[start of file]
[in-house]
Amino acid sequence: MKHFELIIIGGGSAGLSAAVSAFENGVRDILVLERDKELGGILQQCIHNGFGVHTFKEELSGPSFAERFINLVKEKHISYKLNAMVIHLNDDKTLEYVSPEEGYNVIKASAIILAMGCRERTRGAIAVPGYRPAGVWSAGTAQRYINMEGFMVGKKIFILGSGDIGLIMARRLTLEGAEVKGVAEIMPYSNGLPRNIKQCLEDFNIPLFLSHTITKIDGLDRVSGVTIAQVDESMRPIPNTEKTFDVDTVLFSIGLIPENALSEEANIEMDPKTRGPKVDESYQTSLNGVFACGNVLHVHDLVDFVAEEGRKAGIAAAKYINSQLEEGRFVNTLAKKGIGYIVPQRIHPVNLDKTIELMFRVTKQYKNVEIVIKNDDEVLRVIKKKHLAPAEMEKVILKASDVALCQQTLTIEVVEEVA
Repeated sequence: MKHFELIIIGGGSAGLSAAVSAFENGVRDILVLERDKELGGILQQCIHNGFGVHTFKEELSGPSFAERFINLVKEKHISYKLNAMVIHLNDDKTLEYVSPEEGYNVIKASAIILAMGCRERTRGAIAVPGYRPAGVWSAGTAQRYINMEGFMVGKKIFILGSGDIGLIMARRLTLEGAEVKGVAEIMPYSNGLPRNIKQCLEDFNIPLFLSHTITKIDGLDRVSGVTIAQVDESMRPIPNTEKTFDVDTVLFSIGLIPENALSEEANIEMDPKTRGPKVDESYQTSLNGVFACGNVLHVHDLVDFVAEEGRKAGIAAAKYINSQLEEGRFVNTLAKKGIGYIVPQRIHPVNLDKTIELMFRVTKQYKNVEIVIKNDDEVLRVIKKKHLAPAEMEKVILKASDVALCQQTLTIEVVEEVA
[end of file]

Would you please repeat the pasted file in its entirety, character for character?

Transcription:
[in-house]
Amino acid sequence: MKHFELIIIGGGSAGLSAAVSAFENGVRDILVLERDKELGGILQQCIHNGFGVHTFKEELSGPSFAERFINLVKEKHISYKLNAMVIHLNDDKTLEYVSPEEGYNVIKASAIILAMGCRERTRGAIAVPGYRPAGVWSAGTAQRYINMEGFMVGKKIFILGSGDIGLIMARRLTLEGAEVKGVAEIMPYSNGLPRNIKQCLEDFNIPLFLSHTITKIDGLDRVSGVTIAQVDESMRPIPNTEKTFDVDTVLFSIGLIPENALSEEANIEMDPKTRGPKVDESYQTSLNGVFACGNVLHVHDLVDFVAEEGRKAGIAAAKYINSQLEEGRFVNTLAKKGIGYIVPQRIHPVNLDKTIELMFRVTKQYKNVEIVIKNDDEVLRVIKKKHLAPAEMEKVILKASDVALCQQTLTIEVVEEVA
Repeated sequence: MKHFELIIIGGGSAGLSAAVSAFENGVRDILVLERDKELGGILQQCIHNGFGVHTFKEELSGPSFAERFINLVKEKHISYKLNAMVIHLNDDKTLEYVSPEEGYNVIKASAIILAMGCRERTRGAIAVPGYRPAGVWSAGTAQRYINMEGFMVGKKIFILGSGDIGLIMARRLTLEGAEVKGVAEIMPYSNGLPRNIKQCLEDFNIPLFLSHTITKIDGLDRVSGVTIAQVDESMRPIPNTEKTFDVDTVLFSIGLIPENALSEEANIEMDPKTRGPKVDESYQTSLNGVFACGNVLHVHDLVDFVAEEGRKAGIAAAKYINSQLEEGRFVNTLAKKGIGYIVPQRIHPVNLDKTIELMFRVTKQYKNVEIVIKNDDEVLRVIKKKHLAPAEMEKVILKASDVALCQQTLTIEVVEEVA